Molecular strategies for protein stabilization: The case of a trehalose/maltose-binding protein from Thermus thermophilus

Andrea Scirè, Anna Marabotti, Vincenzo Aurilia, Maria Staiano, Paola Ringhieri, Luisa Iozzino, Roberta Crescenzo, Fabio Tanfani, Sabato D'Auria

Research output: Contribution to journalArticlepeer-review


The trehalose/maltose-binding protein (MalE1) is one component of trehalose and maltose uptake system in the thermophilic organism Thermus thermophilus. MalE1 is a monomeric 48 kDa protein predominantly organized in α-helix conformation with a minor content of β-structure. In this work, we used Fourierinfrared spectroscopy and in silico methodologies for investigating the structural stability properties of MalE1. The protein was studied in the absence and in the presence of maltose as well as in the absence and in the presence of SDS at different p2H values (neutral p2H and at p 2H 9.8). In the absence of SDS, the results pointed out a high thermostability of the MalE1 α-helices, maintained also at basic p 2H values. However, the obtained data also showed that at high temperatures the MalE1 β-sheets underwent to structural rearrangements that were totally reversible when the temperature was lowered. At room temperature, the addition of SDS to the protein solution slightly modified the MalE1 secondary structure content by decreasing the protein thermostability. The infrared data, corroborated by molecular dynamics simulation experiments performed on the structure of MalE1, indicated that the protein hydrophobic interactions have an important role in the MalE1 high thermostability. Finally, the results obtained on MalE1 are also discussed in comparison with the data on similar thermostable proteins already studied in our laboratories.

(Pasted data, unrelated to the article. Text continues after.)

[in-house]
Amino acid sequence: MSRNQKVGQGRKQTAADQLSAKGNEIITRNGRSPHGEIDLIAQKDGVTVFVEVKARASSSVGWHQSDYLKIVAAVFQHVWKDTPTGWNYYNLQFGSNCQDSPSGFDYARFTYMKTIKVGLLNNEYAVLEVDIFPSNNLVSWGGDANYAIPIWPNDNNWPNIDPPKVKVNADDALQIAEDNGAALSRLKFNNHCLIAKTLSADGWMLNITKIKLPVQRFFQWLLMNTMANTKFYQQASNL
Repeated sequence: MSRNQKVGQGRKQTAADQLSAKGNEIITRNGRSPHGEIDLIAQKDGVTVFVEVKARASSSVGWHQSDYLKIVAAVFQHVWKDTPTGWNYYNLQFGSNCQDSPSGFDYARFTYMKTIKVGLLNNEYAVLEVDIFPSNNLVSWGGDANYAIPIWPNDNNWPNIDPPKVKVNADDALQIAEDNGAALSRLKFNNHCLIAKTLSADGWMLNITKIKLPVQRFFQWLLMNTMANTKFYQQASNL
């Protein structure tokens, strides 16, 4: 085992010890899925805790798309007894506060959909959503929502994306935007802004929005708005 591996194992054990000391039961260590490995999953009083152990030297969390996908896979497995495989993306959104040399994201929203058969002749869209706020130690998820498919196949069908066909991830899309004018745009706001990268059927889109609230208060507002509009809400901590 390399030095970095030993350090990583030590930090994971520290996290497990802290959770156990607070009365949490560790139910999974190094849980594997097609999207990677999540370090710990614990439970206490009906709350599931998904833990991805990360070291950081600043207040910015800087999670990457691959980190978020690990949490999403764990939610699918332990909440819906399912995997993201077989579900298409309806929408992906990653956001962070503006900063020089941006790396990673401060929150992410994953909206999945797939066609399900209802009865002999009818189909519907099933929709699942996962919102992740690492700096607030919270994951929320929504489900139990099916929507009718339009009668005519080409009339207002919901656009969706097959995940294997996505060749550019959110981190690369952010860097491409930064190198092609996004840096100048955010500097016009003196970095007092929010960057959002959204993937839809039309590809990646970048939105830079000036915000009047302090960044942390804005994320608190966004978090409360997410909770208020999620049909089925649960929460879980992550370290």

Original languageEnglish
Pages (from-to)839-850
Number of pages12
JournalProteins: Structure, Function and Genetics
Issue number4
Publication statusPublished - Dec 2008


  • FTIR
  • Protein structure
  • Thermus thermophilus
  • Trehalose/maltose-binding protein

ASJC Scopus subject areas

  • Biochemistry
  • Genetics
  • Structural Biology
  • Medicine(all)


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